Miralles was 'best of a bad bunch', inquiry told
Serious concerns were raised over the ability of Enric Miralles to design the Scottish parliament before the project even started on site, the Holyrood inquiry heard this week.
The Fraser investigation has studied memoranda from project director Bill Armstrong in which he expressed 'serious doubts' about whether the Scottish Executive should appoint the late architect.
Armstrong - in one secret 1998 memo to the Scottish Office's chief architect, Dr John Gibbons - attacked the proposals drawn up by the Barcelona-based architect.
'The decision to separate the various buildings seems a Spanish contextual decision and unsuited to the Scottish climate, ' he wrote. 'I think the scale is right but the planning is poor and does not respect the brief in terms of cost, area and working relationships.'
In another earlier memo, Armstrong also questioned the quality of the five-strong shortlist: 'I find only Viñoly and Miralles as serious contenders, and even then I have reservations and doubts on their abilities to produce the building we envisage within the brief, context and budget constraints.'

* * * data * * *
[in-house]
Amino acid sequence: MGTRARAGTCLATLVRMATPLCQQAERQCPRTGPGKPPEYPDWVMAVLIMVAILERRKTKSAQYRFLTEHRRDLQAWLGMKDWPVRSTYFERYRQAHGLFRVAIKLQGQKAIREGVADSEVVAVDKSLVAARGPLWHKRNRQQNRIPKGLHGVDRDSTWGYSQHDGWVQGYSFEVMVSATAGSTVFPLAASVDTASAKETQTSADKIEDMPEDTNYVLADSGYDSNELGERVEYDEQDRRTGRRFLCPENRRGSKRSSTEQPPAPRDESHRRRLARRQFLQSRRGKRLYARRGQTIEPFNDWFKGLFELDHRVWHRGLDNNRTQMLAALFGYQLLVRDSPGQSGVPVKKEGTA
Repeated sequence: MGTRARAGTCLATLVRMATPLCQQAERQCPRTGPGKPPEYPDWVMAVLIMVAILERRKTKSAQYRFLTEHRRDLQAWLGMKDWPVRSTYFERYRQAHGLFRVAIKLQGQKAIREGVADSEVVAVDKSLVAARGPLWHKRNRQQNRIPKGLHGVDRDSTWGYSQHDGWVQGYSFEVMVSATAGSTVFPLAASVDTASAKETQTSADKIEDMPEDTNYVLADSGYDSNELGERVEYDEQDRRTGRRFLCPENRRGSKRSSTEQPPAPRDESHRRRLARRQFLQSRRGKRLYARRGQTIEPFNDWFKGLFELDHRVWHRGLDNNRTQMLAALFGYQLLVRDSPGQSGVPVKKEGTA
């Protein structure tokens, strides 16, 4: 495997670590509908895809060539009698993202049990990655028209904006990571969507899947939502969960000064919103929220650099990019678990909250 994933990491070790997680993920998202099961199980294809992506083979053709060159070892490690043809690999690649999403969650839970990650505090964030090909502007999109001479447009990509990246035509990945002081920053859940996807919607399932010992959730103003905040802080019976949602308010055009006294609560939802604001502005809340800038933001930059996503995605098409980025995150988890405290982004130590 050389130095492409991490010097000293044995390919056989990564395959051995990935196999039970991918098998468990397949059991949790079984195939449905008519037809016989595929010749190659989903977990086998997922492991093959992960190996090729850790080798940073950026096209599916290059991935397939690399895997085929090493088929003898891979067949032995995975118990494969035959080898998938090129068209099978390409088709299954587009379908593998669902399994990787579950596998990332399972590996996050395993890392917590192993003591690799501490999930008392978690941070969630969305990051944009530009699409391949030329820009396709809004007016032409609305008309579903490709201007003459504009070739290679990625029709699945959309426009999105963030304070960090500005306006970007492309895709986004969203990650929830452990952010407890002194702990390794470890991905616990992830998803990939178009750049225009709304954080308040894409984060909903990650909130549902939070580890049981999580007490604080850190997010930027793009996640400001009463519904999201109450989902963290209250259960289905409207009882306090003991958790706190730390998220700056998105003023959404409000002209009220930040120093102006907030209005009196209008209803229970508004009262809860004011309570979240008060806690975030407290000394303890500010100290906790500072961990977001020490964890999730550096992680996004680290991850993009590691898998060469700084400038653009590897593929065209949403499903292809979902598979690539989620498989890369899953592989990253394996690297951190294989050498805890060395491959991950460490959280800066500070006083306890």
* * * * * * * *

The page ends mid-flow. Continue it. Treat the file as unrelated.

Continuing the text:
'I should think none of these proposals could be built within budget, ' it continues. 'I don't envy the secretary of state [Donald Dewar] in making a decision based on this poor response [to the competition].'
Holyrood commentator and author David Black said he was unsurprised the spotlight was moving from 'one dead person, Donald Dewar, to another'. 'There seem to have been major concerns over whether Miralles was up to the job, ' Black told the AJ. 'To most it seemed to be an ideas-based practice largely staffed with students. Everybody knew that Miralles was an exciting architect to be working on the project, ' he added. 'But there were concerns about his capacity to bring the project in on time and on budget.'
Lord Fraser QC is looking at how costs for the Holyrood building spiralled from £40 million at the outset to the present figure of £401 million (AJ 6.11.03). He is expected to report early in the new year.
The inquiry continues.